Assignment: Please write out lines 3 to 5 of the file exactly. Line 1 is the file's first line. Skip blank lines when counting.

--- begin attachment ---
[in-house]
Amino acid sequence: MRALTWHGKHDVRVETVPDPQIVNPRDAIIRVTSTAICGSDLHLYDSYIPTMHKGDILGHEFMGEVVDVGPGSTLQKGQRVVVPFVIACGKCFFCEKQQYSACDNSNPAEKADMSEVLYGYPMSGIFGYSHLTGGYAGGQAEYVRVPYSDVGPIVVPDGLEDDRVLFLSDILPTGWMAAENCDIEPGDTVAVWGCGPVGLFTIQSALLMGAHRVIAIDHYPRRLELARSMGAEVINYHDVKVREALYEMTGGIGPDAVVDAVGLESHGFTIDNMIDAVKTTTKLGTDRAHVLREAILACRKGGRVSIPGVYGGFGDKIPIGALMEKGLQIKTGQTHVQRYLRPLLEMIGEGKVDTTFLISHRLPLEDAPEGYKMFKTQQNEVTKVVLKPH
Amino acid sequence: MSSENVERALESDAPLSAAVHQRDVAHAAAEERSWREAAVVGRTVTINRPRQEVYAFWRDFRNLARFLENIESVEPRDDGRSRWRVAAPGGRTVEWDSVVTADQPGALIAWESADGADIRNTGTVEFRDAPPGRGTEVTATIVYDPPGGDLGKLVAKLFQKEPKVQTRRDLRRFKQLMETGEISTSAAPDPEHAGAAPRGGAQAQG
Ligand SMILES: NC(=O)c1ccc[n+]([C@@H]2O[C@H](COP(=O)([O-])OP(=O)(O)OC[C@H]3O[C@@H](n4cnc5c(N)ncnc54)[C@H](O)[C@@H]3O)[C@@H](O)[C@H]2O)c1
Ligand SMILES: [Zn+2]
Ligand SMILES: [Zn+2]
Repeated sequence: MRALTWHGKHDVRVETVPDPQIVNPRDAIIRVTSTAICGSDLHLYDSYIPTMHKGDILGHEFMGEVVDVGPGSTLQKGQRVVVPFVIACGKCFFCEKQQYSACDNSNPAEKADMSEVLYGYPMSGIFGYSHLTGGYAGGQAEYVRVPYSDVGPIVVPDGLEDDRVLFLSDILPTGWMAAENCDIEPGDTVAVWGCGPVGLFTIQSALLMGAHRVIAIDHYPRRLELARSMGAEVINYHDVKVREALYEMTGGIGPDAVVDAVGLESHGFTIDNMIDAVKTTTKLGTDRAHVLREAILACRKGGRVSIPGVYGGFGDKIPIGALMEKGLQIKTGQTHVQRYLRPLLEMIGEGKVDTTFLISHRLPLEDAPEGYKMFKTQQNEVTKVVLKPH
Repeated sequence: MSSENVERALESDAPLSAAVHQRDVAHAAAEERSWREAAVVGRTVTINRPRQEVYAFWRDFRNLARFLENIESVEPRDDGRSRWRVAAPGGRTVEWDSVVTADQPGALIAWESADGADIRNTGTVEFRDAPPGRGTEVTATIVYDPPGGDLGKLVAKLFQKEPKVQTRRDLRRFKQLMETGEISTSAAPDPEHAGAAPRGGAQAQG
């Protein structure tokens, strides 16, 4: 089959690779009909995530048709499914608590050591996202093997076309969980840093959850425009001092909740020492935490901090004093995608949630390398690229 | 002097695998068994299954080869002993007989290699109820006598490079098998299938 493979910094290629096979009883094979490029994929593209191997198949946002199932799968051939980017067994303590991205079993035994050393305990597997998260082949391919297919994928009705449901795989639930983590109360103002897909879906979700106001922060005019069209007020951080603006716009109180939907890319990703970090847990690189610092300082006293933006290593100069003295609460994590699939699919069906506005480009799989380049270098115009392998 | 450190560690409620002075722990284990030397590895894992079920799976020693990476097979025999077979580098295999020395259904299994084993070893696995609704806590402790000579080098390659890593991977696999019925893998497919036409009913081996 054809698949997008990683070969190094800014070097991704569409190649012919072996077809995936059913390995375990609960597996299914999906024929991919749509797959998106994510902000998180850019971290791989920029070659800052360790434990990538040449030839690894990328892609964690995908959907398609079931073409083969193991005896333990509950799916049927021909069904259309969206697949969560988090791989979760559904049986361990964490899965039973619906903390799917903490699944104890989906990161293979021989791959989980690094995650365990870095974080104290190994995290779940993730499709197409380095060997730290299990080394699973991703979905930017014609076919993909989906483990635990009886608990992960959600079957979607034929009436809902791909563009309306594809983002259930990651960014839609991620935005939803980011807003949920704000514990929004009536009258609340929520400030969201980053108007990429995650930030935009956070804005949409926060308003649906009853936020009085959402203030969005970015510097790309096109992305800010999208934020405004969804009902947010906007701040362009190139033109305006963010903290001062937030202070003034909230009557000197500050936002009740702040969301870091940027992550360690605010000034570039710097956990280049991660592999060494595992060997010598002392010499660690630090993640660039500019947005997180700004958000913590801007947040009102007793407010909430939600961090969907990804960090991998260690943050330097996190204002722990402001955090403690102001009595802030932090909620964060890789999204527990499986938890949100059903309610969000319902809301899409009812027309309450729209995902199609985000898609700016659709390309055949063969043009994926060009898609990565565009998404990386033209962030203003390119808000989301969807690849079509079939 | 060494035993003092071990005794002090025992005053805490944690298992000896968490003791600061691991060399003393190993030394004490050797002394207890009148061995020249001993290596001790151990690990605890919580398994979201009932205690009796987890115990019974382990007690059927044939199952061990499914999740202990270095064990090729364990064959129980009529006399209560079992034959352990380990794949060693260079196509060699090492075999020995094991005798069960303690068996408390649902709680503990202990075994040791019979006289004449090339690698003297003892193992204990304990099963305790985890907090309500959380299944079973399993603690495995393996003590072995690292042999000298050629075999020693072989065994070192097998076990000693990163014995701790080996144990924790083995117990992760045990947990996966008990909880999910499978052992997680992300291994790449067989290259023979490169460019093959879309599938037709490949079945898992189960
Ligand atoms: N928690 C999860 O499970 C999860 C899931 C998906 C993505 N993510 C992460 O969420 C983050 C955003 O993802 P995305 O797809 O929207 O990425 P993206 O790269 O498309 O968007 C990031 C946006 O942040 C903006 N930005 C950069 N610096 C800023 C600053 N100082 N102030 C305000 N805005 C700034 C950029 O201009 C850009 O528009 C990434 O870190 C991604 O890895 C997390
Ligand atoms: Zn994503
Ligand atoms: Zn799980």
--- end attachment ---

Amino acid sequence: MSSENVERALESDAPLSAAVHQRDVAHAAAEERSWREAAVVGRTVTINRPRQEVYAFWRDFRNLARFLENIESVEPRDDGRSRWRVAAPGGRTVEWDSVVTADQPGALIAWESADGADIRNTGTVEFRDAPPGRGTEVTATIVYDPPGGDLGKLVAKLFQKEPKVQTRRDLRRFKQLMETGEISTSAAPDPEHAGAAPRGGAQAQG
Ligand SMILES: NC(=O)c1ccc[n+]([C@@H]2O[C@H](COP(=O)([O-])OP(=O)(O)OC[C@H]3O[C@@H](n4cnc5c(N)ncnc54)[C@H](O)[C@@H]3O)[C@@H](O)[C@H]2O)c1
Ligand SMILES: [Zn+2]